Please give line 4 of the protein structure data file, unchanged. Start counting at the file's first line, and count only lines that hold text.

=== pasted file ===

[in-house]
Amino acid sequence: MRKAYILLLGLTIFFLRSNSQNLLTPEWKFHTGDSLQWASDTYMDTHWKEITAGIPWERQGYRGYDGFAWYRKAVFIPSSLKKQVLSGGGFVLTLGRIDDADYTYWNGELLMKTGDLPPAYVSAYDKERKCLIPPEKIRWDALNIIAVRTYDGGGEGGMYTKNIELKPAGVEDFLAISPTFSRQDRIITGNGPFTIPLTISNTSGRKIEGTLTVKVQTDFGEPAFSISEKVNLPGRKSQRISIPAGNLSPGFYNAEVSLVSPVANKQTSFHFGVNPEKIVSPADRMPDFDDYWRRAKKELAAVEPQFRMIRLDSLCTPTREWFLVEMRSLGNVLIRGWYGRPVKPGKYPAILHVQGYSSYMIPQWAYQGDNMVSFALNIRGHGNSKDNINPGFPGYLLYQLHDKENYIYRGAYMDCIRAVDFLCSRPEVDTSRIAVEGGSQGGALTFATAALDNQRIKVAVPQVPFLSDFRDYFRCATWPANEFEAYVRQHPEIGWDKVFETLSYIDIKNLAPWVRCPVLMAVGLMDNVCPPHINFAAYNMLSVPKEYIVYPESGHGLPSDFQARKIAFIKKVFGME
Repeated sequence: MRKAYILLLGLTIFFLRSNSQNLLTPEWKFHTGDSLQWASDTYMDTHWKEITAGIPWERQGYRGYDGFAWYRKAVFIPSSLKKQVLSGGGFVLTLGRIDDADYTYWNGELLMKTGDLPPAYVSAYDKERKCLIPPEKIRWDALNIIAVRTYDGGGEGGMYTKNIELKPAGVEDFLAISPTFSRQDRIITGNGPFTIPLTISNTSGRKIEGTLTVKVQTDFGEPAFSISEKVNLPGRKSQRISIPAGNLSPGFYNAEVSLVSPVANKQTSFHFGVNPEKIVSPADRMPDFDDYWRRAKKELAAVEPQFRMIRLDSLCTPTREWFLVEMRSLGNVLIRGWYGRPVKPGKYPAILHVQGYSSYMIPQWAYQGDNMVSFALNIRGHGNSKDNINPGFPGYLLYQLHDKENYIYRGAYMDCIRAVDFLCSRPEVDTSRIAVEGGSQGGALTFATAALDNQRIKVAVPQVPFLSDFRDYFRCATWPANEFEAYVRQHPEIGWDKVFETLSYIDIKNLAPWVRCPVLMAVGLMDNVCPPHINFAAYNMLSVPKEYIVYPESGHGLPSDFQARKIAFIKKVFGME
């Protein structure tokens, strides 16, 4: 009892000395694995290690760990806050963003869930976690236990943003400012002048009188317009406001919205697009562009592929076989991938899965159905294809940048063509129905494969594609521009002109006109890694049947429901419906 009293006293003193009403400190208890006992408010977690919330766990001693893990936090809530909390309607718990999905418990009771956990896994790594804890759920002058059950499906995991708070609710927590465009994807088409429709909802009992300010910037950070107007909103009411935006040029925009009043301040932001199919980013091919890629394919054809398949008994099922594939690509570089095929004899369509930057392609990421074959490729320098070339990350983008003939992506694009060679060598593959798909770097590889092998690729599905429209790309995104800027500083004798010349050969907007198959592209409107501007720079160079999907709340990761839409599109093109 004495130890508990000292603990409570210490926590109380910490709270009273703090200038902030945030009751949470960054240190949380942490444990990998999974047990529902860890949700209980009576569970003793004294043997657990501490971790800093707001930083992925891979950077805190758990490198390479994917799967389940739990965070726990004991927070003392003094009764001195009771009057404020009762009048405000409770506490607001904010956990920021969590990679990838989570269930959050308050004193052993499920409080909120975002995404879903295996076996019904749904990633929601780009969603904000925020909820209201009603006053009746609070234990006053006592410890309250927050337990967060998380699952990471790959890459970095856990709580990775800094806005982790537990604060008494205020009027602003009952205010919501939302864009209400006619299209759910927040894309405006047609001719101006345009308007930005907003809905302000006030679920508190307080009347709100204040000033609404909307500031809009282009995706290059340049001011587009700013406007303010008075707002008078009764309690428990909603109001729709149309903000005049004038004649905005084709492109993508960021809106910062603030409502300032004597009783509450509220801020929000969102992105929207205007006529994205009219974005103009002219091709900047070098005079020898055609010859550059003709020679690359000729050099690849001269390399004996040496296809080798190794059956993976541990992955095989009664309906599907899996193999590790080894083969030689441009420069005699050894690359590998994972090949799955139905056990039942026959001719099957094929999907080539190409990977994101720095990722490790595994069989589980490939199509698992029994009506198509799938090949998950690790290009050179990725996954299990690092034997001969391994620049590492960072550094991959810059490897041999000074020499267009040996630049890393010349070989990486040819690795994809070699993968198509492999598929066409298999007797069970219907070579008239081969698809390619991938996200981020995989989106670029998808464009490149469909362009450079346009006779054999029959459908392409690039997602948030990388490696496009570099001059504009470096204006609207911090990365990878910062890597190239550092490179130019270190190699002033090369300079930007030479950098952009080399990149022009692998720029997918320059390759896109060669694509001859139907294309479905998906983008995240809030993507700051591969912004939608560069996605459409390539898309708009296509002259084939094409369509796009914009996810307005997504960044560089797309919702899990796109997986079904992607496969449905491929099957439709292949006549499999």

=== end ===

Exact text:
């Protein structure tokens, strides 16, 4: 009892000395694995290690760990806050963003869930976690236990943003400012002048009188317009406001919205697009562009592929076989991938899965159905294809940048063509129905494969594609521009002109006109890694049947429901419906 009293006293003193009403400190208890006992408010977690919330766990001693893990936090809530909390309607718990999905418990009771956990896994790594804890759920002058059950499906995991708070609710927590465009994807088409429709909802009992300010910037950070107007909103009411935006040029925009009043301040932001199919980013091919890629394919054809398949008994099922594939690509570089095929004899369509930057392609990421074959490729320098070339990350983008003939992506694009060679060598593959798909770097590889092998690729599905429209790309995104800027500083004798010349050969907007198959592209409107501007720079160079999907709340990761839409599109093109 004495130890508990000292603990409570210490926590109380910490709270009273703090200038902030945030009751949470960054240190949380942490444990990998999974047990529902860890949700209980009576569970003793004294043997657990501490971790800093707001930083992925891979950077805190758990490198390479994917799967389940739990965070726990004991927070003392003094009764001195009771009057404020009762009048405000409770506490607001904010956990920021969590990679990838989570269930959050308050004193052993499920409080909120975002995404879903295996076996019904749904990633929601780009969603904000925020909820209201009603006053009746609070234990006053006592410890309250927050337990967060998380699952990471790959890459970095856990709580990775800094806005982790537990604060008494205020009027602003009952205010919501939302864009209400006619299209759910927040894309405006047609001719101006345009308007930005907003809905302000006030679920508190307080009347709100204040000033609404909307500031809009282009995706290059340049001011587009700013406007303010008075707002008078009764309690428990909603109001729709149309903000005049004038004649905005084709492109993508960021809106910062603030409502300032004597009783509450509220801020929000969102992105929207205007006529994205009219974005103009002219091709900047070098005079020898055609010859550059003709020679690359000729050099690849001269390399004996040496296809080798190794059956993976541990992955095989009664309906599907899996193999590790080894083969030689441009420069005699050894690359590998994972090949799955139905056990039942026959001719099957094929999907080539190409990977994101720095990722490790595994069989589980490939199509698992029994009506198509799938090949998950690790290009050179990725996954299990690092034997001969391994620049590492960072550094991959810059490897041999000074020499267009040996630049890393010349070989990486040819690795994809070699993968198509492999598929066409298999007797069970219907070579008239081969698809390619991938996200981020995989989106670029998808464009490149469909362009450079346009006779054999029959459908392409690039997602948030990388490696496009570099001059504009470096204006609207911090990365990878910062890597190239550092490179130019270190190699002033090369300079930007030479950098952009080399990149022009692998720029997918320059390759896109060669694509001859139907294309479905998906983008995240809030993507700051591969912004939608560069996605459409390539898309708009296509002259084939094409369509796009914009996810307005997504960044560089797309919702899990796109997986079904992607496969449905491929099957439709292949006549499999």